Sunday, June 16, 2013

Amateur Radio in the 21st Century

Many of today’s experienced engineers got their start in electronics through amateur, or ham, radio.

Over the years, however, the demands of these engineers’ work, families, and communities took precedence, and many hams lost interest and let their licenses lapse. Meanwhile, with the rise of personal communications and Internet connectivity in homes, many young engineers never needed ham radio as a way to explore electronics. They’ve missed the opportunity that this fascinating hobby presents.

The first wireless communicators were by definition all amateurs. Guglielmo Marconi himself, generally regarded as the inventor of radio, once famously remarked that he considered himself an amateur.

Experimenters have created modulation schemes and accompanying protocols, complete with forward-error correction, which enable direct keyboard-to-keyboard contacts even with low power and small antennas.

(Intro taken from an excellent EDN Magazine article written by Doug K1DG)

Above are some current books that help us fulfill part of the basis and purpose of ham radio; to contribute to the advancement of the radio art.

Ham radio is a hobby for those who like to learn (usually by experimentation) and would never be satisfied being just a mere consumer of today's technology and gadgets.

The engineer and hams mindset is "how does this work, how can I make it better?"

There is an excellent fairly new website that I stumbled into along this theme:

And old stand by is the website.

The local club that I belong to recently took a look at their bylaws basis and purpose.

1. The promotion of the interest in amateur radio communication and experimentation.
2. The establishment of amateur radio networks to provide electronic communications in the event of disasters or other emergencies.
3. The furtherance of the public welfare.
4. The advancement of the radio art.
5. The fostering and promotion of non-commercial inter-communication by electronic means throughout the world.
6. The fostering of education in the field of electronic communication.
7. The promotion and conduct of research and development to further development of electronic communications.
8. The dissemination of technical, educational and scientific information relating to electronic communication.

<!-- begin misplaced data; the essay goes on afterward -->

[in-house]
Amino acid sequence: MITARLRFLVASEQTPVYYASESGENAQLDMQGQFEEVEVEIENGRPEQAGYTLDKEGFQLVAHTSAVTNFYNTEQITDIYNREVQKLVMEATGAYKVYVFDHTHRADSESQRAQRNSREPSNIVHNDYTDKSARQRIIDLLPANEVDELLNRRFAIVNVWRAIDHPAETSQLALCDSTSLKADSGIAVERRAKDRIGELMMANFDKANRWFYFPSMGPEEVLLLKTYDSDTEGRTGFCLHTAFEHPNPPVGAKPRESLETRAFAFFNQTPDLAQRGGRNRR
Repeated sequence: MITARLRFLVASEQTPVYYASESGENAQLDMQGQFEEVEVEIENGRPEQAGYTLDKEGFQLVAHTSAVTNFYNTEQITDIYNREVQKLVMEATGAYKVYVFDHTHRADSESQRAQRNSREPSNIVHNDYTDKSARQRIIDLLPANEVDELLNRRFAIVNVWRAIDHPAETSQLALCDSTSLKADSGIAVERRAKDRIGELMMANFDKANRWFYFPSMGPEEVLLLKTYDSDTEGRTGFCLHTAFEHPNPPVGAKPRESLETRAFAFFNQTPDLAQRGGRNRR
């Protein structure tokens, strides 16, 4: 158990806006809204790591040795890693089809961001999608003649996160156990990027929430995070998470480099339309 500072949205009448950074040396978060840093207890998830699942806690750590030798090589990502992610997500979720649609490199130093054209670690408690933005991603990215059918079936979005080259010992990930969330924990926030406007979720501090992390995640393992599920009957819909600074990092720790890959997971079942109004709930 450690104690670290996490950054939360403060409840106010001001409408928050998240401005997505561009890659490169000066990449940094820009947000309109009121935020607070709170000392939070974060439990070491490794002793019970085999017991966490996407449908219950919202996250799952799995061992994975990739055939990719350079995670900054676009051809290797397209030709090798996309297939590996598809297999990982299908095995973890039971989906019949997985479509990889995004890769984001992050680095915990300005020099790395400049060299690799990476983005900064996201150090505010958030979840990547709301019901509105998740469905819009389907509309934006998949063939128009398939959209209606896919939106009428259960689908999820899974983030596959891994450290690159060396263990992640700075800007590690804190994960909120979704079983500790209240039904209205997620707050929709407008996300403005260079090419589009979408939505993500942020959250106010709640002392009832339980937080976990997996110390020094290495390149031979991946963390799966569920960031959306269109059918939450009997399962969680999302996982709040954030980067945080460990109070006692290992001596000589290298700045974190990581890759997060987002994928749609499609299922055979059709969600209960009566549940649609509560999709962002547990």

9. Provide encouragement and educational opportunities to any person interested in participating in the radio art.
10. The printing and publishing of documents, pamphlets and other information necessary or incidental to any of the above purposes.
The hard question is how specifically have we fulfilled these in the last year.

I think this is a good idea for clubs, to annually review what there have done in the name of what they are about.

An idea was presented at our most recent meeting to donate some ham radio books to the local libraries (both public libraries and at the colleges). A special committee was formed to investigate what is currently on the shelves.

Being on that committee, license manuals are at several public libraries, along with small scattering of other traditional books.

Ward Silver's "Ham Radio for Dummies" I feel replaces the old Now Your Talking Book. Now Your Talking was not only was a license manual, but also gave a pretty good explanation of the different facets of the hobby. Ward's book does a great job explaining the different facets. There were a few copies of this floating around at the different libraries, which is good.

At the local technical college, there weren't any books specific to ham radio. When I attended, QEX magazine was in the periodicals area. Today there isn't anything of the sort, nor any Circuit Cellar, Elektor, Nuts and Volts or really anything of the nature. I was saddened to see this.

So to help the hobby in the right direction, the books above, I'd love to see in the colleges.

If your club decides to donate books, you can put a sticker on the inside cover to read something like "Donated by the Green Bay Mike & Key Club." To point them in the right direction if the book interested them.

There is plenty of information about ham radio on the internet, but the newer areas currently being explored by hams, isn't as prominently displayed to would-be hams or even the existing hams.

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